Another way of saying this is that discipleship requires a conversion that is reflected in your life choices. Catholicism is not an ‘add on’ but a choice for living life differently; with a different life focus and purpose.
If going to church is viewed as one activity among many, then we are in trouble. It does seem that families with kids in sports are far more willing to get them to all practices and games, following the “orders” of the coach. But participating in the Eucharist? They’re not sure that they will always have the time.
As a former RCIA candidate, I have looked at being a Catholic Christian, not as an activity, but as addressing the fundamental purpose of our lives. Sports, as much fun as they are, cannot do this.
I agree with everything you have said. Being a Catechist I am Formed, if I may use that word to follow the direction of the Liturgical Minister which is generally “The way we have always done it”, way.
I brought that up at a recent conference, not in the context, rather bemoaning the lack of Sponsors.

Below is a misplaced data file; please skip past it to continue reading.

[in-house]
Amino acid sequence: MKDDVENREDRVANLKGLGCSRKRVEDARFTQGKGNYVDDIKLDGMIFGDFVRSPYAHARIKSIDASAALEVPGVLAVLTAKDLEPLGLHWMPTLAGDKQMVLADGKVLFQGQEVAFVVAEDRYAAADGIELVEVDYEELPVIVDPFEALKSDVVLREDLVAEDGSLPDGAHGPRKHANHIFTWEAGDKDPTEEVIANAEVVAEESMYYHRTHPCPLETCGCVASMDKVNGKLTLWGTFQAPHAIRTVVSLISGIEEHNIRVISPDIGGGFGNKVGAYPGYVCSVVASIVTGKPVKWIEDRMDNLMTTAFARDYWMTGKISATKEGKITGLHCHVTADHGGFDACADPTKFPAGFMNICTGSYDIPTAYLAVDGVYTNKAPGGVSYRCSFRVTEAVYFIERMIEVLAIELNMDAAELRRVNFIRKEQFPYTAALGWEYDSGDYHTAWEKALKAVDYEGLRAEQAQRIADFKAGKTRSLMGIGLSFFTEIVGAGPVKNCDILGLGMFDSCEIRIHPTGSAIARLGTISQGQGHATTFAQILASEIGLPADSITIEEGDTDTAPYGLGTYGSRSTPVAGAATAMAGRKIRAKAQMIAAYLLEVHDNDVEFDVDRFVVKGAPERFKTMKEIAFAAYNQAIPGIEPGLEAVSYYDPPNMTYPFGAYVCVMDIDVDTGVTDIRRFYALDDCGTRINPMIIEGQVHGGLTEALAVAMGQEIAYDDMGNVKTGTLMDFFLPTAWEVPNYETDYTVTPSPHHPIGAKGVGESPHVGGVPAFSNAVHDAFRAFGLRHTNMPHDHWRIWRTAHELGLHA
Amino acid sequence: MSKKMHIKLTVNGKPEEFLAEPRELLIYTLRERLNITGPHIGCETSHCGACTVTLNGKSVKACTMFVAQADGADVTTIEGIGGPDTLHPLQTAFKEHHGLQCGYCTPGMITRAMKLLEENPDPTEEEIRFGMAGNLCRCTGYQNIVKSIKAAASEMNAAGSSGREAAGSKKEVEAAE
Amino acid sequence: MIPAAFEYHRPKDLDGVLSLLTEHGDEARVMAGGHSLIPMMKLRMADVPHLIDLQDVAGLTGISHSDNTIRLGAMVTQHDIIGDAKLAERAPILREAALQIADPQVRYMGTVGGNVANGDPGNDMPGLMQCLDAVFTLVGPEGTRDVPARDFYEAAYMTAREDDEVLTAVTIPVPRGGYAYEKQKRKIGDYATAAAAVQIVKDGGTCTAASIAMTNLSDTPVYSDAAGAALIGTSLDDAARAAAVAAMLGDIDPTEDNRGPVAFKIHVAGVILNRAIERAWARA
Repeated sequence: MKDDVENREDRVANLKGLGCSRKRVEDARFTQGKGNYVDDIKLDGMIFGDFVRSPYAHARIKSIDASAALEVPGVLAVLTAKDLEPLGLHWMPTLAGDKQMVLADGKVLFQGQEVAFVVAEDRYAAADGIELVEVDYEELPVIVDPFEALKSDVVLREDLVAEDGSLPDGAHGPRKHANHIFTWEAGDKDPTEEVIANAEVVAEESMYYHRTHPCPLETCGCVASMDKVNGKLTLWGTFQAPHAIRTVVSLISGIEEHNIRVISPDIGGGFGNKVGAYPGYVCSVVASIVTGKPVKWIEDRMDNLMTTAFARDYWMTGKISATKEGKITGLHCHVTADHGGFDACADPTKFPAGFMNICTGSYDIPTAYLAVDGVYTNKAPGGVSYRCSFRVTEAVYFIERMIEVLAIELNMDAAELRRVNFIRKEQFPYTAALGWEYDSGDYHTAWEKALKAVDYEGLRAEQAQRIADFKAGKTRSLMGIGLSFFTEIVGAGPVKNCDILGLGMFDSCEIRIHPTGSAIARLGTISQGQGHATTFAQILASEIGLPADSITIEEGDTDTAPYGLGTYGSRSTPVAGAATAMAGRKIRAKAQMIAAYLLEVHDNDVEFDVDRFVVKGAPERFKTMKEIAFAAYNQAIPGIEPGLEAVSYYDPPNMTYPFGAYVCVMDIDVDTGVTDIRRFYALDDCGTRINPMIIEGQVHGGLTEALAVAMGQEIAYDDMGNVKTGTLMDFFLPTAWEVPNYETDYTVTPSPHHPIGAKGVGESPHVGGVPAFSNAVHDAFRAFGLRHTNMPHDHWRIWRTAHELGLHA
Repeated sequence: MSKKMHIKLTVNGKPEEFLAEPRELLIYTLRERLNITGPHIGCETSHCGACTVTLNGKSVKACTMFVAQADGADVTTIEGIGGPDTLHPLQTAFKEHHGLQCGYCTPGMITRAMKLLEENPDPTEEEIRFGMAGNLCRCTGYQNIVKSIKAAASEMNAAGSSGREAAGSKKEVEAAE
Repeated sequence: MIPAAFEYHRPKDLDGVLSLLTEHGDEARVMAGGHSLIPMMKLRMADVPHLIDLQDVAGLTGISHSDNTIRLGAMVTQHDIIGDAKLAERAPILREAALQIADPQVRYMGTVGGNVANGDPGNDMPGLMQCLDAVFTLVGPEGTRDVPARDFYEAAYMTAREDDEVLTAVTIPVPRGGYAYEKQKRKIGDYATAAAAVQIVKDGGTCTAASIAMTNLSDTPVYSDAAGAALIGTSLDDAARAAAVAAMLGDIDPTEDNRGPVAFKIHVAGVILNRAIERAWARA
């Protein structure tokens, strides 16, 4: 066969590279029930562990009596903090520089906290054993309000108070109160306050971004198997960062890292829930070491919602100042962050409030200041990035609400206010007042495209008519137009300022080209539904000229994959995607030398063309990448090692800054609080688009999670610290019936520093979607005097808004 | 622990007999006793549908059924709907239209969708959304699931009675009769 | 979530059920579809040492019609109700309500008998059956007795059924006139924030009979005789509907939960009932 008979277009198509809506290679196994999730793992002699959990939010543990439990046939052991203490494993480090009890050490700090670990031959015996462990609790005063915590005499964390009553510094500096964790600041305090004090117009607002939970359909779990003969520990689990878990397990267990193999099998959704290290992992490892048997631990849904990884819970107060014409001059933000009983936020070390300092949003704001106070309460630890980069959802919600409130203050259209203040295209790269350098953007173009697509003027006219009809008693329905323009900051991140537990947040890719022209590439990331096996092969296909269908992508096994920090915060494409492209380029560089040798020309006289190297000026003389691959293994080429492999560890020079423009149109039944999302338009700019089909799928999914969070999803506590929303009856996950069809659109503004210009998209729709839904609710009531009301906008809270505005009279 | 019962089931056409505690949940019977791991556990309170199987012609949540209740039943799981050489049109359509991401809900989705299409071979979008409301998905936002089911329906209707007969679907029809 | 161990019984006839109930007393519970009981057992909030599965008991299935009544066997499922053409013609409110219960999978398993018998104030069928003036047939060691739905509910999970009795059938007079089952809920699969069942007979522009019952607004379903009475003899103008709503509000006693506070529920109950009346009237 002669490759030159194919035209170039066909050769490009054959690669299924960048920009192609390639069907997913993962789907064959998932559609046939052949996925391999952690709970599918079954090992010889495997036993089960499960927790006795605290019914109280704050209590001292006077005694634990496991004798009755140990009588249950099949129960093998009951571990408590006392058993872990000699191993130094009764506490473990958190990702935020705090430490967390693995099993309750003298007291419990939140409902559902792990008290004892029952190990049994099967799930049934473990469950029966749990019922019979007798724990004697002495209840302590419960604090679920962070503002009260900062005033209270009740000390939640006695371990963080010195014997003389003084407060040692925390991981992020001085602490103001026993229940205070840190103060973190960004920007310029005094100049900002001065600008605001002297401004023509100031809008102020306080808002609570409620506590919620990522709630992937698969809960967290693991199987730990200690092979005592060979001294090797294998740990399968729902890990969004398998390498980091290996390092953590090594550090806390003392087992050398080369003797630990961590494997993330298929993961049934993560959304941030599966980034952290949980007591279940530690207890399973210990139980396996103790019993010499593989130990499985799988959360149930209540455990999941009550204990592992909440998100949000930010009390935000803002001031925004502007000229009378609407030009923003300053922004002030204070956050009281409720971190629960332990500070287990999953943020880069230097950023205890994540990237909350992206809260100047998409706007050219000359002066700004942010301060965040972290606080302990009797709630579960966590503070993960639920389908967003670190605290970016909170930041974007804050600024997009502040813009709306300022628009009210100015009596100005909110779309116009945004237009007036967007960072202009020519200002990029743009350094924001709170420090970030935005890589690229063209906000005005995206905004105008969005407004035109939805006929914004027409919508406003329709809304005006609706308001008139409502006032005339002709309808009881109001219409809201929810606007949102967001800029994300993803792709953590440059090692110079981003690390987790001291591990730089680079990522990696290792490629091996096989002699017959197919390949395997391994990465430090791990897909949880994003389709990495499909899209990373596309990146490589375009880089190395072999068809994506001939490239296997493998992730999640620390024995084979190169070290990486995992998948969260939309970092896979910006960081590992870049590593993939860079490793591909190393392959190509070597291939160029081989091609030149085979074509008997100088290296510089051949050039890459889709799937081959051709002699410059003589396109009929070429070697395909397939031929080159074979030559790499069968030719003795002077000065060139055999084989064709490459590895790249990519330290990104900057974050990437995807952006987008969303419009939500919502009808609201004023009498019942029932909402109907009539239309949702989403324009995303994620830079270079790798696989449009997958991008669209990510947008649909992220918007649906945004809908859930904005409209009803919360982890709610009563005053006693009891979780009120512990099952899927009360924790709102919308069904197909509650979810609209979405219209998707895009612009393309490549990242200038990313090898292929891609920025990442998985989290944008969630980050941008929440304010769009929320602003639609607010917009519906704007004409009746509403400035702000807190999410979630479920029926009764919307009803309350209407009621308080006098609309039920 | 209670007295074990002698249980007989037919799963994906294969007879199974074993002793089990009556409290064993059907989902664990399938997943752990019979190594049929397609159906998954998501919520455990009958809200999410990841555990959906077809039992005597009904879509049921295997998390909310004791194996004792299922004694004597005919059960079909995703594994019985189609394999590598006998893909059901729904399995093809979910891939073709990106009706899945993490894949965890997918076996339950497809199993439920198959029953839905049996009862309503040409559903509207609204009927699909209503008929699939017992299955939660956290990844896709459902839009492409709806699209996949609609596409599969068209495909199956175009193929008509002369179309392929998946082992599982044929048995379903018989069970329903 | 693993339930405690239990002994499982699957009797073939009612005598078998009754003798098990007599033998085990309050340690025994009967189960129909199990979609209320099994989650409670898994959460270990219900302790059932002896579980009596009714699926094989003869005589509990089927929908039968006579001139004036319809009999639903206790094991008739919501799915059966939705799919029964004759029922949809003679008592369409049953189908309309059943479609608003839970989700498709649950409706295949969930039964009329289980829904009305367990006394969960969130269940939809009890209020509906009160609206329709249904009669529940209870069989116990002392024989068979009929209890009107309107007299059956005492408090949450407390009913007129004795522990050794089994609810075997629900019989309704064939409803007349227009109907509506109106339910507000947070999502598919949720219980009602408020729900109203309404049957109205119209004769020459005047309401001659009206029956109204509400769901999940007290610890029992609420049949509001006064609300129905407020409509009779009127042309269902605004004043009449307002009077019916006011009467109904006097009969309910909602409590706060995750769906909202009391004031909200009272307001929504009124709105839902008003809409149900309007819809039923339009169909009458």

To my surprise, a visiting Priest was in the back of the class and said I had hit the nail on the head. The room fell silent when he further noted sponsoring should be a ministry itself. I have had the honor to do both and can say, walking with the inquirer is much more rewarding.
I’m all in that we are talking a life style, not just another activity to fit into our busy-ness. I’m new to my role as RCIA coordinator so just accepted the “too busy” as not ready. This post makes me clearly aware of the error in that thinking, thank you. Can doneonr offer some practical ways to engage an inquirer to prioritize RCIA? Once they are “in the door” I have witnessed that with the right focus the Holy Spirit can be counted on.